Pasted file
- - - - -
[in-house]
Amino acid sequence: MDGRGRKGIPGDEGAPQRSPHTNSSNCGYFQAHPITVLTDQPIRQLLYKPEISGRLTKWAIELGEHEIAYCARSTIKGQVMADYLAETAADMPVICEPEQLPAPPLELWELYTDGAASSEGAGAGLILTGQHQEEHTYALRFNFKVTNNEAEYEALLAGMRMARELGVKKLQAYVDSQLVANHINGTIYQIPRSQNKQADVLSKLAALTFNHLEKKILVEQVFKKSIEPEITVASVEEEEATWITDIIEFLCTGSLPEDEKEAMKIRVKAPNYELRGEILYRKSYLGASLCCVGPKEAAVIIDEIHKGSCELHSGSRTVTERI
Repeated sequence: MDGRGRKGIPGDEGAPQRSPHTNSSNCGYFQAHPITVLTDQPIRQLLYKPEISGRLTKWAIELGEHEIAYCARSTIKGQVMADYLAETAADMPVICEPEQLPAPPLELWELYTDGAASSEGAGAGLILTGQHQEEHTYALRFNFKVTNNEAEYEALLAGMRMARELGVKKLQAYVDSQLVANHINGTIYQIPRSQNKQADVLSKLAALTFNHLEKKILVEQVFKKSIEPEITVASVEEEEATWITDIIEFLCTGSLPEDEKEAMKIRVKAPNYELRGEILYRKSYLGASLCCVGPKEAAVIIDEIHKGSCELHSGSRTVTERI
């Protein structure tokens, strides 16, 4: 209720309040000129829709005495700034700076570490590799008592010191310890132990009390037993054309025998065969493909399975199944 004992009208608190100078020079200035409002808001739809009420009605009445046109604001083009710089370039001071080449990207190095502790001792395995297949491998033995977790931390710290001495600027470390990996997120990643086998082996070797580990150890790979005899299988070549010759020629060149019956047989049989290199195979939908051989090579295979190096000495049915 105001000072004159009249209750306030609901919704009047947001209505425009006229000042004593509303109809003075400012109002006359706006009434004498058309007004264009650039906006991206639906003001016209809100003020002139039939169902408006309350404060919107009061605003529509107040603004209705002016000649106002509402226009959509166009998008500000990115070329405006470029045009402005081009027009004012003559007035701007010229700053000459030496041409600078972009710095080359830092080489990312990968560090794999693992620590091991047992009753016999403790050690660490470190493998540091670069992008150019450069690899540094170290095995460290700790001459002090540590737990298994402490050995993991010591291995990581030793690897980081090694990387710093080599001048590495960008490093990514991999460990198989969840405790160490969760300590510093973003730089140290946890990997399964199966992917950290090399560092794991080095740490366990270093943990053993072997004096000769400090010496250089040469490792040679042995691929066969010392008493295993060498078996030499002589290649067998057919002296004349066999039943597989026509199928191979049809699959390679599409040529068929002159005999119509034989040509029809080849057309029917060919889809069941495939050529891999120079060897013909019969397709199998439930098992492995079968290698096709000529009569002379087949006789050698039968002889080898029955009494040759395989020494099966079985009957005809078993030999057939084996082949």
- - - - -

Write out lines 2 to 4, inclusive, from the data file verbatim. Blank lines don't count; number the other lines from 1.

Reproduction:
Amino acid sequence: MDGRGRKGIPGDEGAPQRSPHTNSSNCGYFQAHPITVLTDQPIRQLLYKPEISGRLTKWAIELGEHEIAYCARSTIKGQVMADYLAETAADMPVICEPEQLPAPPLELWELYTDGAASSEGAGAGLILTGQHQEEHTYALRFNFKVTNNEAEYEALLAGMRMARELGVKKLQAYVDSQLVANHINGTIYQIPRSQNKQADVLSKLAALTFNHLEKKILVEQVFKKSIEPEITVASVEEEEATWITDIIEFLCTGSLPEDEKEAMKIRVKAPNYELRGEILYRKSYLGASLCCVGPKEAAVIIDEIHKGSCELHSGSRTVTERI
Repeated sequence: MDGRGRKGIPGDEGAPQRSPHTNSSNCGYFQAHPITVLTDQPIRQLLYKPEISGRLTKWAIELGEHEIAYCARSTIKGQVMADYLAETAADMPVICEPEQLPAPPLELWELYTDGAASSEGAGAGLILTGQHQEEHTYALRFNFKVTNNEAEYEALLAGMRMARELGVKKLQAYVDSQLVANHINGTIYQIPRSQNKQADVLSKLAALTFNHLEKKILVEQVFKKSIEPEITVASVEEEEATWITDIIEFLCTGSLPEDEKEAMKIRVKAPNYELRGEILYRKSYLGASLCCVGPKEAAVIIDEIHKGSCELHSGSRTVTERI
């Protein structure tokens, strides 16, 4: 209720309040000129829709005495700034700076570490590799008592010191310890132990009390037993054309025998065969493909399975199944 004992009208608190100078020079200035409002808001739809009420009605009445046109604001083009710089370039001071080449990207190095502790001792395995297949491998033995977790931390710290001495600027470390990996997120990643086998082996070797580990150890790979005899299988070549010759020629060149019956047989049989290199195979939908051989090579295979190096000495049915 105001000072004159009249209750306030609901919704009047947001209505425009006229000042004593509303109809003075400012109002006359706006009434004498058309007004264009650039906006991206639906003001016209809100003020002139039939169902408006309350404060919107009061605003529509107040603004209705002016000649106002509402226009959509166009998008500000990115070329405006470029045009402005081009027009004012003559007035701007010229700053000459030496041409600078972009710095080359830092080489990312990968560090794999693992620590091991047992009753016999403790050690660490470190493998540091670069992008150019450069690899540094170290095995460290700790001459002090540590737990298994402490050995993991010591291995990581030793690897980081090694990387710093080599001048590495960008490093990514991999460990198989969840405790160490969760300590510093973003730089140290946890990997399964199966992917950290090399560092794991080095740490366990270093943990053993072997004096000769400090010496250089040469490792040679042995691929066969010392008493295993060498078996030499002589290649067998057919002296004349066999039943597989026509199928191979049809699959390679599409040529068929002159005999119509034989040509029809080849057309029917060919889809069941495939050529891999120079060897013909019969397709199998439930098992492995079968290698096709000529009569002379087949006789050698039968002889080898029955009494040759395989020494099966079985009957005809078993030999057939084996082949």